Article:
Computer rendering of COVID-19 | Adobe.
This semester, the three-part series “Post Pandemic: Driving Inclusive Growth in Asia,” focused on the unique challenges faced by many Asian countries recovering from the COVID-19 pandemic. Hosted by the Asian Bureau of Finance and Economic Research, Harvard University’s Center for International Development, and Harvard University’s Lakshmi Mittal and Family South Asia Institute, the series explored the following topics, with event recaps below:
Education in Asia (January 19)
Healthcare in Asia (February 16)
Economics and Social Policy Driving Social Cohesion in Asia (March 16)
Driving Inclusive Growth in Asia
On January 19th, 2022, Harvard’s Center for International Development (CID), the Asian Bureau of Finance and Economic Research (ABFER), and the Lakshmi Mittal and Family South Asia Institute at Harvard University co-sponsored the first of a three-part series, Post Pandemic: Driving Inclusive Growth in Asia. CID Director and Professor at Harvard Kennedy School, Dr. Asim Khwaja, moderated the first event titled Education in Asia: Post Pandemic. The event brought together a diverse panel of experts in Asia: Dr. Bernard Tan, Senior Vice Provost and Shaw Professor in Information Systems and Analytics at the National University of Singapore (NUS); Dr. Jishnu Das, Professor at the McCourt School of Public Policy and the Walsh School of Foreign Service at Georgetown University; and Dr. Rukmini Banerji, CEO of Pratham Education Foundation in India.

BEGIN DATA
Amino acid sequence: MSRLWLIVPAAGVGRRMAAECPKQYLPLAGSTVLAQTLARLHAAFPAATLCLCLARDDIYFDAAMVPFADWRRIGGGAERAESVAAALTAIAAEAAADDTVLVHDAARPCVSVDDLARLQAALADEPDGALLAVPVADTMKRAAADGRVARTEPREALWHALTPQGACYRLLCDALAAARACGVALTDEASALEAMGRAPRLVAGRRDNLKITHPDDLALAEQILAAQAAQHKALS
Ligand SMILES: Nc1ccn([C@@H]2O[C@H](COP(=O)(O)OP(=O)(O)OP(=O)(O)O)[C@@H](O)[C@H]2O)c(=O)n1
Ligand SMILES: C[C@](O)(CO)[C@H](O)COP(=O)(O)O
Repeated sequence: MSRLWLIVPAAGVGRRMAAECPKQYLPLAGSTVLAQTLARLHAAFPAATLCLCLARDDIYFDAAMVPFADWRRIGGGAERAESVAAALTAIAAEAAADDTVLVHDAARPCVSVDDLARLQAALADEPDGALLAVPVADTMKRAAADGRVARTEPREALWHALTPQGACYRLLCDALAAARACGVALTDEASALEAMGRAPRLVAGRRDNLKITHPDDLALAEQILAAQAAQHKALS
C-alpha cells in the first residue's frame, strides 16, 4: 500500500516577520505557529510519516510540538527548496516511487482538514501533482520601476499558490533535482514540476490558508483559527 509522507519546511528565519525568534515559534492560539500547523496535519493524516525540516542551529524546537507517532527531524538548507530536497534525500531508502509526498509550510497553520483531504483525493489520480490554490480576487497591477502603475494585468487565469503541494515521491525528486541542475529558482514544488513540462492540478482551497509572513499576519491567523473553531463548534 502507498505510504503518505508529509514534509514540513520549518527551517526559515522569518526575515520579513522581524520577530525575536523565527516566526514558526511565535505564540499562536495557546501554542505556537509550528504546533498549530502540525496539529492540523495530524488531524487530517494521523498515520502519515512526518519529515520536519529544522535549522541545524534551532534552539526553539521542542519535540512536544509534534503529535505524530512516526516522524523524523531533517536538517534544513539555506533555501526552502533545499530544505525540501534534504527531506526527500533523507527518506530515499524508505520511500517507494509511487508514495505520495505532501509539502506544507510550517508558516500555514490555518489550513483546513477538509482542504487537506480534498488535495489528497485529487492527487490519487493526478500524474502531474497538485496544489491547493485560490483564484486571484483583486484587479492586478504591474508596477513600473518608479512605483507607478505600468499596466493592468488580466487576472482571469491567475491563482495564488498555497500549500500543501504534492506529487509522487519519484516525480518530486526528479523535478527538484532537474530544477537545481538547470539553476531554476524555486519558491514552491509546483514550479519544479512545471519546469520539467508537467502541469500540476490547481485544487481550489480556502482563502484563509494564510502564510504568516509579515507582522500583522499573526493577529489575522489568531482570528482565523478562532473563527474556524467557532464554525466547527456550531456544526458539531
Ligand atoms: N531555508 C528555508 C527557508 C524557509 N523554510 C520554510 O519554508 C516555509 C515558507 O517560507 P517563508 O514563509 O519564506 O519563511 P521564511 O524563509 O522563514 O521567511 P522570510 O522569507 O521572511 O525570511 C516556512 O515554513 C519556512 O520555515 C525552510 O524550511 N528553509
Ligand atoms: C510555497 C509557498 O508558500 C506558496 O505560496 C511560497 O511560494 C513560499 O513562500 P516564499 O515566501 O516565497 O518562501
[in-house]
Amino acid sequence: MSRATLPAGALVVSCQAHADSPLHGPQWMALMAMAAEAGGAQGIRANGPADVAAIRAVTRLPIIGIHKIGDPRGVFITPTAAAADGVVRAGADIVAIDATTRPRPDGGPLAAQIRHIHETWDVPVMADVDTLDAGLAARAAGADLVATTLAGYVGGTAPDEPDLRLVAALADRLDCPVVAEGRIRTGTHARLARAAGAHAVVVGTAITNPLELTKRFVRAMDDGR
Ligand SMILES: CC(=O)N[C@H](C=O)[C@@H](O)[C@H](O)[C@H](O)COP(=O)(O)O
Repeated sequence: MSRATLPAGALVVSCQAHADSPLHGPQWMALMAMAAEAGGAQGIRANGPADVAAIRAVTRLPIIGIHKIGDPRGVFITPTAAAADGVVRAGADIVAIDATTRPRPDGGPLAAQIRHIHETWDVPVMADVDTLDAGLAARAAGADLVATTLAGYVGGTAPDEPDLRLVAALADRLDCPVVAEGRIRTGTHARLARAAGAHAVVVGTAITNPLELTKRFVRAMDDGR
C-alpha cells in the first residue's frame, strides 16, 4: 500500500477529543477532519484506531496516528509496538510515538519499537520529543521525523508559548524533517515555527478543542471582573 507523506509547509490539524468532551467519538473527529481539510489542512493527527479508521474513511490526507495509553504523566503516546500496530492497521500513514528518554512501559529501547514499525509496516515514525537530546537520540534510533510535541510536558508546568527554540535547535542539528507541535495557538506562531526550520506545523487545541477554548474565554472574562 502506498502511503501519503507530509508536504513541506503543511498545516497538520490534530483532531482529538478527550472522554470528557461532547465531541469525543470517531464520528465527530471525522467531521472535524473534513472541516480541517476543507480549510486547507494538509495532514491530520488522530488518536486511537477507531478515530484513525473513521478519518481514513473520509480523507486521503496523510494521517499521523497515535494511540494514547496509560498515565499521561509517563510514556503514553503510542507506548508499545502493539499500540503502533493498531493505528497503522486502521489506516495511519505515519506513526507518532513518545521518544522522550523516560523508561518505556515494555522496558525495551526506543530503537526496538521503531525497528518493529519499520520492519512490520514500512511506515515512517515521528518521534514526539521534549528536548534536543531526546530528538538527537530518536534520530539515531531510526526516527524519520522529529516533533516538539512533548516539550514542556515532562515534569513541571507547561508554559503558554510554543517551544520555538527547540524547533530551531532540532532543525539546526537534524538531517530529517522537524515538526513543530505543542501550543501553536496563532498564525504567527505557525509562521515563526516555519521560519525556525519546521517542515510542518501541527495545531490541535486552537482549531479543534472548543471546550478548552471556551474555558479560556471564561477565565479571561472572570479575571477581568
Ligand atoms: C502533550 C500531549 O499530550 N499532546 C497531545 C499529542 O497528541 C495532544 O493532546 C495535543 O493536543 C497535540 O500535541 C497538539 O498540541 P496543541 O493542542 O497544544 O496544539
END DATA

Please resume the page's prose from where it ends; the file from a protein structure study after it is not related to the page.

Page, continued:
Dr. Khwaja posed several questions to the panelists: how can we recognize and utilize the learnings from the pandemic to restructure the education system for a flourishing post-pandemic future? How can we utilize this time to make situations better than they were before the pandemic, and what do these changes look like?